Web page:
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PUBLISHED: 3:58 PM on Wednesday, April 25, 2007
Yaakoos students teach children about dangers of underage drinking

Courtesy photo
  Ami McRae, left, and Amber Beasley, right, teaching PYPM to Jan Faure's first grade class at Riverbend Elementary.
"The messages our neurons receive during the first 21 years of life create the brain and body we must use for the rest of our lives," Yaakoosge Daakahidi students Twyla Eyre and Kendra Bolin told an audience of over 100 people at a recent School Board meeting. "Alcohol messes with the neurotransmitters, which blocks development."

Six students at Yaakoosge Daakahidi Alternative High School know this and a whole lot more about the brain and alcohol. They have also learned a lot about how to teach elementary students and have been doing exactly this twice a week for 11 weeks as part of their Protecting You/Protecting Me class at Yaakoos.

Last summer, Yaakoos high school teacher Nikki Richert spent three days in Texas learning how to run the first teen-taught PYPM class in Alaska. PYPM is an elementary curriculum for grades one through five, whose goal is to prevent the injury and death of youth from underage drinking and from riding with drivers who are impaired.

PYPM has been given the Substance Abuse and Mental Health Services Administration's highest designation-that of Model Program.

Richert's students spent November and December learning about the brain and alcohol's impact on it, childhood development, different learning styles, and classroom management.

"Students were surprised to find out that the part of the brain responsible for thinking and self-control (prefrontal cortex) is very vulnerable between the ages of 12 and 18 and is not fully developed until about age 25," said Richert.

In January partners were assigned a classroom at Harborview Elementary, and began learning the first of eight lessons for the grade they were going to teach. For the next four weeks, each pair taught two different lessons a week to their class at Harborview. "I thought it was really cool when we could see the kids understood the messages we taught them," said Yaakoos student Amber Beasley.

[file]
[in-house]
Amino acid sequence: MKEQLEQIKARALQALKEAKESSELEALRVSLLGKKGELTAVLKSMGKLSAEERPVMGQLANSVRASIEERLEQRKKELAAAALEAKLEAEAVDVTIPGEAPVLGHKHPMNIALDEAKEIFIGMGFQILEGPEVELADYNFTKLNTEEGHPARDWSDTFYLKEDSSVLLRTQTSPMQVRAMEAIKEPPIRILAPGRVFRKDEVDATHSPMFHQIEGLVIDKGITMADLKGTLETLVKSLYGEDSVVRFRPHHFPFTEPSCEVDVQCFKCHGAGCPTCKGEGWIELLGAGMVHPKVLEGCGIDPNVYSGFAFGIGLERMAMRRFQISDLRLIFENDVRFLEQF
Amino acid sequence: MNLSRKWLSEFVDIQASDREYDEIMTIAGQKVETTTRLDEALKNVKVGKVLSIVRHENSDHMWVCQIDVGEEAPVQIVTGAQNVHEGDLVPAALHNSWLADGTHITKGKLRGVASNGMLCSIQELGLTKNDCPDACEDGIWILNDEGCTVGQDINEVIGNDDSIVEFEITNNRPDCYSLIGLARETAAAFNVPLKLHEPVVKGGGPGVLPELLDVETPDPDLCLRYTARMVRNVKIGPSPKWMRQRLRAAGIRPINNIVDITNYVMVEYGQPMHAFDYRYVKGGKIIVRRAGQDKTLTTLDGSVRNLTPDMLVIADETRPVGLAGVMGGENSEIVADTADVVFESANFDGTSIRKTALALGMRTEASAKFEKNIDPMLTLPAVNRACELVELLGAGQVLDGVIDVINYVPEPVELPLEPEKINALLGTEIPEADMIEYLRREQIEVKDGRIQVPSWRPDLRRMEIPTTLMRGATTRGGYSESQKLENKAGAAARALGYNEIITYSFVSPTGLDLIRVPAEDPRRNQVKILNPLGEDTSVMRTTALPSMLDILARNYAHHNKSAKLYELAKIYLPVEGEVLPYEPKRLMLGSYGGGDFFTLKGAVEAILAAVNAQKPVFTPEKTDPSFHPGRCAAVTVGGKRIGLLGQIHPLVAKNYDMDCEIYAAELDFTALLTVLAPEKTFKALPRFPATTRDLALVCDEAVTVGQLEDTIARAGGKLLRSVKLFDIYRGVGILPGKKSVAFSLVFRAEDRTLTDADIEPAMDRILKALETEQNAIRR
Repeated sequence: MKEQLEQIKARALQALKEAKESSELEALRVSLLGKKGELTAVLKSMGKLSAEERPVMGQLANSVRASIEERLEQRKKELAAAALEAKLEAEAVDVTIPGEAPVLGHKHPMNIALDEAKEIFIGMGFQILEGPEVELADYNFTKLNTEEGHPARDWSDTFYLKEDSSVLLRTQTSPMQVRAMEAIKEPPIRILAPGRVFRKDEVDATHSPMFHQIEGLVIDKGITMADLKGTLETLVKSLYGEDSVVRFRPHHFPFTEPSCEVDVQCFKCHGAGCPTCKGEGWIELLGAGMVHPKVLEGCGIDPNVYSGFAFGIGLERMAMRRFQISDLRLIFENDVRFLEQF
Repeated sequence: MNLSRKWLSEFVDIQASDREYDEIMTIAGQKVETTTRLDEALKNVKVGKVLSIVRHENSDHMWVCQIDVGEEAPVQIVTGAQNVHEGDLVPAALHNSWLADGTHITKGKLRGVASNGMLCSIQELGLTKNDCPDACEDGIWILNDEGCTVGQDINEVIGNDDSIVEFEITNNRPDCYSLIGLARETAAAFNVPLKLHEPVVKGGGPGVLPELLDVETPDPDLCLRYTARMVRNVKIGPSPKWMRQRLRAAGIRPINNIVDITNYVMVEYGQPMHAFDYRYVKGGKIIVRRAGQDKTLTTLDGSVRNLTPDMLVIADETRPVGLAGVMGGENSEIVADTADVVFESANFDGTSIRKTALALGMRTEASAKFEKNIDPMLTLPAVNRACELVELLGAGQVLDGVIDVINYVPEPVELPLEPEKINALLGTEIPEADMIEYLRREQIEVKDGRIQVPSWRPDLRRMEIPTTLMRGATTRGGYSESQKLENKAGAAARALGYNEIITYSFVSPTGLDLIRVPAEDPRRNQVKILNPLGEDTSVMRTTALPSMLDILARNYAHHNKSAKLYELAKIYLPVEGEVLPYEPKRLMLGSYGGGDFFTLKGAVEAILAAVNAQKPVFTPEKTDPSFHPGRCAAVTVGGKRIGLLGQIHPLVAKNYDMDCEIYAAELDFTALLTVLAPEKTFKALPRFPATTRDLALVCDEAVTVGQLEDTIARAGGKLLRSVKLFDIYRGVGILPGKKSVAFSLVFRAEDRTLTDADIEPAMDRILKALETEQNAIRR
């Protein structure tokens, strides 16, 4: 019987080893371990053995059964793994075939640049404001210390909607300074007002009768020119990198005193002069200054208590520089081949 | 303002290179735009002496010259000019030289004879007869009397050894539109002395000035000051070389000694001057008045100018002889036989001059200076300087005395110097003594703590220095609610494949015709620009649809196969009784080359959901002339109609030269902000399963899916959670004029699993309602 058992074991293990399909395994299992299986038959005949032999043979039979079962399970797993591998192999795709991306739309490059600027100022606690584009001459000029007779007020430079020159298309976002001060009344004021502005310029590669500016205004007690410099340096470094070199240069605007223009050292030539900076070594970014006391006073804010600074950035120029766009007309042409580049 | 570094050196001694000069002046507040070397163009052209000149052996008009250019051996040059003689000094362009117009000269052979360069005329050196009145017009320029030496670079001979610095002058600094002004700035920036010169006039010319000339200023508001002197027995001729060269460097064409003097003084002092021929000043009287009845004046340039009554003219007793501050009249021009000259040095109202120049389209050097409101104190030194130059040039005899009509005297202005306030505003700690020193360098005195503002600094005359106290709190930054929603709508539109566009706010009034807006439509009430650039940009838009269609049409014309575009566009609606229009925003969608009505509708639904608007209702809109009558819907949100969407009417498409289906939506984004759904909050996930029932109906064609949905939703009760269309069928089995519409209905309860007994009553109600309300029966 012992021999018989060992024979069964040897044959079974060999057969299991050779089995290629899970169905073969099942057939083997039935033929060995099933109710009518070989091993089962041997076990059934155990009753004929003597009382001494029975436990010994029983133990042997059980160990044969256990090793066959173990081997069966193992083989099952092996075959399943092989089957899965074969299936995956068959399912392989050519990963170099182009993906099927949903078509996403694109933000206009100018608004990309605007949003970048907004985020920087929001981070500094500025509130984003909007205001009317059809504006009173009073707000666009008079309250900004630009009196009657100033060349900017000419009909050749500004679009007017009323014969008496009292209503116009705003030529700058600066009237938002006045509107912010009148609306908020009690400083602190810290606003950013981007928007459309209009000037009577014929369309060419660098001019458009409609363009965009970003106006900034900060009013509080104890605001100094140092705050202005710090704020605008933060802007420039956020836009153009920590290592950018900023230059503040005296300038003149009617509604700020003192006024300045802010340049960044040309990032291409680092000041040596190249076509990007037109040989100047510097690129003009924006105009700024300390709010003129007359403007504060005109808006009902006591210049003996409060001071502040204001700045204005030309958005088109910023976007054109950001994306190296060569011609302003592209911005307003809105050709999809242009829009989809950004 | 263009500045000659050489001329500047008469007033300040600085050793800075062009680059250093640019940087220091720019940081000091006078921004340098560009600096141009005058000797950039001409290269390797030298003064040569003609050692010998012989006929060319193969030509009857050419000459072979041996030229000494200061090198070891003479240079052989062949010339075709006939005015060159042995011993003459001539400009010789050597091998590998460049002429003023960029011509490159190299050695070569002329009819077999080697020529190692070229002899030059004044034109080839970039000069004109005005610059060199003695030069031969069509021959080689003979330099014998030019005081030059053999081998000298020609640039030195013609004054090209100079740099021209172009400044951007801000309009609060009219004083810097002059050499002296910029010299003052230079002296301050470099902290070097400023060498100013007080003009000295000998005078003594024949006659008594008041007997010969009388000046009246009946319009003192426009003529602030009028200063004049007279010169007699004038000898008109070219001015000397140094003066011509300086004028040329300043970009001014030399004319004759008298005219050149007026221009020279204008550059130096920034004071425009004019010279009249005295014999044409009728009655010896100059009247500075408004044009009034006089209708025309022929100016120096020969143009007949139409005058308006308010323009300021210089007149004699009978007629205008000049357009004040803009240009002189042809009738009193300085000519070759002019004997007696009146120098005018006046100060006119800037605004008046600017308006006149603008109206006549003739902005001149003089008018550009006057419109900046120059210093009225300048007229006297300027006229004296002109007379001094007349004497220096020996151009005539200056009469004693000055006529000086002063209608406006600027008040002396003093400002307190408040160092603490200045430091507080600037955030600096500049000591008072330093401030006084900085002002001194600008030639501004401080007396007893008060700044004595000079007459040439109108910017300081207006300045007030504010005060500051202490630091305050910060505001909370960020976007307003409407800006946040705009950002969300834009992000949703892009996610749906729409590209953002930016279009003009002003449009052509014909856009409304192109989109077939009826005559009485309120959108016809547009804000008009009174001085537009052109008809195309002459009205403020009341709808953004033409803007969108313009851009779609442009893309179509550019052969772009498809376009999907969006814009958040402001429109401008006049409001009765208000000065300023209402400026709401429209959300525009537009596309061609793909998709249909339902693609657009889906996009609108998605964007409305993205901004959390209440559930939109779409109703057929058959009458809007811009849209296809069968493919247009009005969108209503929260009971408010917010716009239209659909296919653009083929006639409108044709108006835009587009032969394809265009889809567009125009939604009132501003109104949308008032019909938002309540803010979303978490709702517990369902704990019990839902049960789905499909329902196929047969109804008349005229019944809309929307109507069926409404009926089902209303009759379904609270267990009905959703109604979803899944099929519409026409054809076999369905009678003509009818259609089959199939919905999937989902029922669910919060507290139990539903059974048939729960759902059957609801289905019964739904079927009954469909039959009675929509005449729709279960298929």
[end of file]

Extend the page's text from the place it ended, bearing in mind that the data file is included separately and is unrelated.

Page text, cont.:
"Especially with the lesson on protecting their brain. Kids started drawing pictures of people wearing seatbelts, wearing helmets, and not smoking."

In February, the Yaakoos students began teaching at Glacier Valley, Riverbend, and Auke Bay, again learning and teaching two different lessons each week. Yaakoos student Mary Nordgren said, "I really liked working with the younger kids at Glacier Valley because we really connected with them. They loved us."

Yaakoos collaborated with the Juneau chapter of the National Council on Alcoholism and Drug Dependence in order to bring about the PYPM program. NCADD was able to offer some funding and assistance due to a grant from the Alaska Highway Safety Office. "We were very excited to be able to work with Yaakoos on this project because we know that Youth-Led PYPM not only has a great impact on the elementary students but also on the high school students teaching it," said Jessica Paris, PYPM state coordinator for NCADD.

"In a national study on PYPM, the youth instructors showed significant decrease in their own alcohol use, binge drinking, and driving after drinking, as well as improving other important life skills. It's a win-win situation for all students involved."

While some people may wonder if elementary school is too young to start talking about underage drinking and riding with impaired drivers, the Juneau Youth Risk Behavior Survey shows that about 30 percent of our youth have their first drink other than a few sips at age 12 or younger.

The YRBS also shows that about 30 percent of Juneau 13-year-olds have ridden at least once in a vehicle with someone who had been drinking.

"If even one of the students we've taught grows up and doesn't use drugs or alcohol, I know we've completed our mission," said Yaakoos student Ami McRae.


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